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Cyclical versus Historical Volatility

The interest in volatility for options trading is logical and understandable. However, the nature of volatility in not universally understood or agreed upon. In fact, it is more complex than most people believe. Options traders think of volatility coming in two forms, historical and implied.

In this belief system, historical volatility is backward-looking and refers strictly to the price behavior of the underlying. Implied volatility is an estimate of the option premium’s future degree of movement (without knowing whether it will increase or decrease). It is based on application of known and unknown factors.

The parametric version of historical volatility involves developing a series of assumptions about returns based on how price has behaved in the past. A non-parametric version is based on direct observation of recent price changes, without applying any other assumptions about future behavior. The often cited rule that “past returns do not reflect future returns” is part of the development of historical volatility.

The two versions above can be combined as a form of hybrid analysis. However, both are based on recent prices and involve specific and known outcomes. Implied volatility relies on estimates of future option premium behavior and is not based directly on historical changes. However, known past volatility is likely to influence the assumptions applied to develop the estimate. Implied volatility is intended to predict and is based on the controversial Black-Scholes pricing  model. This model contains numerous flaws, the greatest of which is implied volatility and the methods for arriving at its assumptions.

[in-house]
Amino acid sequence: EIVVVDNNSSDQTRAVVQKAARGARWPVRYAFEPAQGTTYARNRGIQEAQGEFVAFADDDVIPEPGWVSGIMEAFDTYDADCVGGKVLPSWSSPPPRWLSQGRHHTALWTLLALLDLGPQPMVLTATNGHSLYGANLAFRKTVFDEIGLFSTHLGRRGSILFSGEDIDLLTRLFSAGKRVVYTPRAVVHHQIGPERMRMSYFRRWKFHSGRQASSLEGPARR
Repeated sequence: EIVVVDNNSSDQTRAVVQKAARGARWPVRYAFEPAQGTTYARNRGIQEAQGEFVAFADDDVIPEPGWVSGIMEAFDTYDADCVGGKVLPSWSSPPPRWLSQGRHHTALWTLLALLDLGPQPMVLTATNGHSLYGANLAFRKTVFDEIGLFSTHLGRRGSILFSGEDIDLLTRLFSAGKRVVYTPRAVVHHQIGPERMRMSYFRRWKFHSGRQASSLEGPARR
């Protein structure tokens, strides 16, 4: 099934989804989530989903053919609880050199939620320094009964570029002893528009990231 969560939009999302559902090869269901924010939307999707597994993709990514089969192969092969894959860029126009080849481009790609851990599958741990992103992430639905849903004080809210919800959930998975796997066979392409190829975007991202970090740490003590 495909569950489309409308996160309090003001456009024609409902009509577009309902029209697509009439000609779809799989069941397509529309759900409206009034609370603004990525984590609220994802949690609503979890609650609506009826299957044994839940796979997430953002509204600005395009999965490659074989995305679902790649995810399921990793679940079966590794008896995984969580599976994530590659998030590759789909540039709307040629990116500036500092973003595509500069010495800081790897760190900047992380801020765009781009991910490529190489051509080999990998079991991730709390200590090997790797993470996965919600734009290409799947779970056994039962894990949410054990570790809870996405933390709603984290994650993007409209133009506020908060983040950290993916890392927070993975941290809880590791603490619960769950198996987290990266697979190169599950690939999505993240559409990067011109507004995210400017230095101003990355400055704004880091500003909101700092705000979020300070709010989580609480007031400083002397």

But there is more.

Most traders do not consider cyclical volatility in attempts to pin down likely future premium movement. In fact, beyond variance over time, in one important respect, volatility is predictable. One profound observation revealed that when it comes to how price behaves, “large changes tend to be followed by large changes- of either sign – and small changes tend to be followed by small changes.” [Mandelbrot, Benoit (October 1963). The Variation of Certain Speculative Prices. The Journal of Business, Volume 36, No. 4, pp. 394-419]